This morning, I came across this article that discusses the concept of “life panels.” Life panels are a reimagining of the concept of the death panel, which has become a heavily politicized idea. Life panels, however, are removed from the stigma that comes with the death panel idea. While life panels are not yet a thing, they raise issues with the current approach America has to physician-assisted suicide.
Currently, Oregon, Washington, and Vermont are some of the few states that allow for physician-assisted suicide. However, while this sounds great for those states, the decision to end one’s life has to be made when the person is fully competent. This complicates things for people like the author of the article from earlier, whose mother is 95 years old, limited to a hospital bed, with little to no quality of life. However, because she has entered dementia, she is no longer legally competent to choose to end her life.
Why is choosing to end one’s life such a controversial topic for Americans? For me, I see it as a product of America’s religious fervor and how it has intertwined itself with American politics. Because religious Americans often tout the idea of allowing someone to end their life as tantamount to playing God, it has long been outlawed in America. However, these ideas have been partially disrupted by America’s aging population. There are a growing number of Americans who fear losing their faculties, and thus want the right to die in a dignified manner. Speaking from personal experience, my mom’s greatest fear is that she’ll languish with Alzheimer’s in a hospital bed. Because of this, my mother has always had open and candid talks about what she’d want me to do in certain situations. I think this is increasingly common as families experience grandparents that have died under similar conditions.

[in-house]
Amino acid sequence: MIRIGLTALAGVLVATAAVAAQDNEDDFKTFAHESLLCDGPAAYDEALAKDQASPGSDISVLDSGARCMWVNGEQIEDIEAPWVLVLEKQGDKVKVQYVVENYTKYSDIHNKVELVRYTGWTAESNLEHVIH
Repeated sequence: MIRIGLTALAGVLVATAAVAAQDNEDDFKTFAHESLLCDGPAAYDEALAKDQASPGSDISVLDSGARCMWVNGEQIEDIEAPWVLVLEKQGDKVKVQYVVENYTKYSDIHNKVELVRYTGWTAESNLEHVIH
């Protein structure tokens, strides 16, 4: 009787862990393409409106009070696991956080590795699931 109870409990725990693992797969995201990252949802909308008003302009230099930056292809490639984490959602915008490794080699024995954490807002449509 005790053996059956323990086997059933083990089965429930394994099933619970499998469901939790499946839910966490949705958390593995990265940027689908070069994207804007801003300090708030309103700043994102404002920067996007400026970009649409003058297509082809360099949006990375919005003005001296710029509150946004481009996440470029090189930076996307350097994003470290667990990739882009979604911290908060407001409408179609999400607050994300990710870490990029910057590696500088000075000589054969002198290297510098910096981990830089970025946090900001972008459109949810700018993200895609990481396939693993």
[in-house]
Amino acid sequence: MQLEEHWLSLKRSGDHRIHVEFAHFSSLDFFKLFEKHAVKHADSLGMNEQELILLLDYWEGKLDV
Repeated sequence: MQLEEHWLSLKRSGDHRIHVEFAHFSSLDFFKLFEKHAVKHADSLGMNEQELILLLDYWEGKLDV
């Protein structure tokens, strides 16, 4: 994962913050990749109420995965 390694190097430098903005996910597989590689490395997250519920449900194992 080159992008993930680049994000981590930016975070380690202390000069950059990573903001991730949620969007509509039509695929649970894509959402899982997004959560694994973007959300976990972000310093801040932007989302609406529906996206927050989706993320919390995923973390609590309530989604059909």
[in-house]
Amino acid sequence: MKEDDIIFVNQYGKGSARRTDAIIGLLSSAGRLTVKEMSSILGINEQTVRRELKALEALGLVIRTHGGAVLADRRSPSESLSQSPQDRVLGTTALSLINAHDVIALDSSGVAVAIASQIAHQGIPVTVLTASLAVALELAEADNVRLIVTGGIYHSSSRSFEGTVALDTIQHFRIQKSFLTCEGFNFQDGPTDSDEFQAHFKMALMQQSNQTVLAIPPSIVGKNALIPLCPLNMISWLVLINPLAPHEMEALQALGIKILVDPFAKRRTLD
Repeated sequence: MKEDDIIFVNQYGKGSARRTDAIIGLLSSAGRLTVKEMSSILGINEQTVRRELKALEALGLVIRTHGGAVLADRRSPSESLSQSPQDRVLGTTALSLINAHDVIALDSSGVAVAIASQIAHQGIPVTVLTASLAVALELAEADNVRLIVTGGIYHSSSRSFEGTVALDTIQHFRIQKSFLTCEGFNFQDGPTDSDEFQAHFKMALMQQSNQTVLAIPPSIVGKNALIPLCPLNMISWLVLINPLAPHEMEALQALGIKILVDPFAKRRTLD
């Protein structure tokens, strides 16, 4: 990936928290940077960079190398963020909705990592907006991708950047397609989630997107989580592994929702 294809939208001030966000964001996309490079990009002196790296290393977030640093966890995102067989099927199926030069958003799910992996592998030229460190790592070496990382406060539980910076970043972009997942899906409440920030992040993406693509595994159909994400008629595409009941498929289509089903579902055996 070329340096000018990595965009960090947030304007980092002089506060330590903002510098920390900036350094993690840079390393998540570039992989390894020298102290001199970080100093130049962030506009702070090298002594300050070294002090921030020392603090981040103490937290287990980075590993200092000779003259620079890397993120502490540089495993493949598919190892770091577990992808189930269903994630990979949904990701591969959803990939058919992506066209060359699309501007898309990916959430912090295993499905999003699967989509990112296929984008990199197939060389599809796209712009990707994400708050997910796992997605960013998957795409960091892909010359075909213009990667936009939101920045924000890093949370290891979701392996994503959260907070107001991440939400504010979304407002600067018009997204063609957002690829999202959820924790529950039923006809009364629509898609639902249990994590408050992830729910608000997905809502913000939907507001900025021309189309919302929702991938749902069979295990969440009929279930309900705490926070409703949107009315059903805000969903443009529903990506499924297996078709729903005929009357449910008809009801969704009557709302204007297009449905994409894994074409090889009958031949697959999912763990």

While “life panels” don’t currently exist, I think that someday they’ll be a common part of growing old in America. Physician-assisted suicide is becoming increasingly accepted across America, and American politics will soon catch up to this.
Over the break I watched the movie “Silence of the Lambs,” which follows the story of a woman FBI agent on her mission to stop a serial killer, being aided by a convicted cannibal along the way. This movie raised many interesting questions about the symbolism of human flesh in the public consciousness.
*SPOILERS IF YOU HAVEN’T ACTUALLY SEEN SILENCE OF THE LAMBS*
(but really why haven’t you seen Silence of the Lambs?)
For those of you ignoring the spoiler warning, the main issue I found with the movie was the sacredness of human flesh, particularly of the skin. Part of what makes the movie so disturbing is that the serial killer uses the skin of his victims to form a sort of skin suit so that he can become a woman. I found this defilement of human flesh to be particularly disturbing, so I wanted to think about why I experienced such a strong reaction to this abuse of flesh.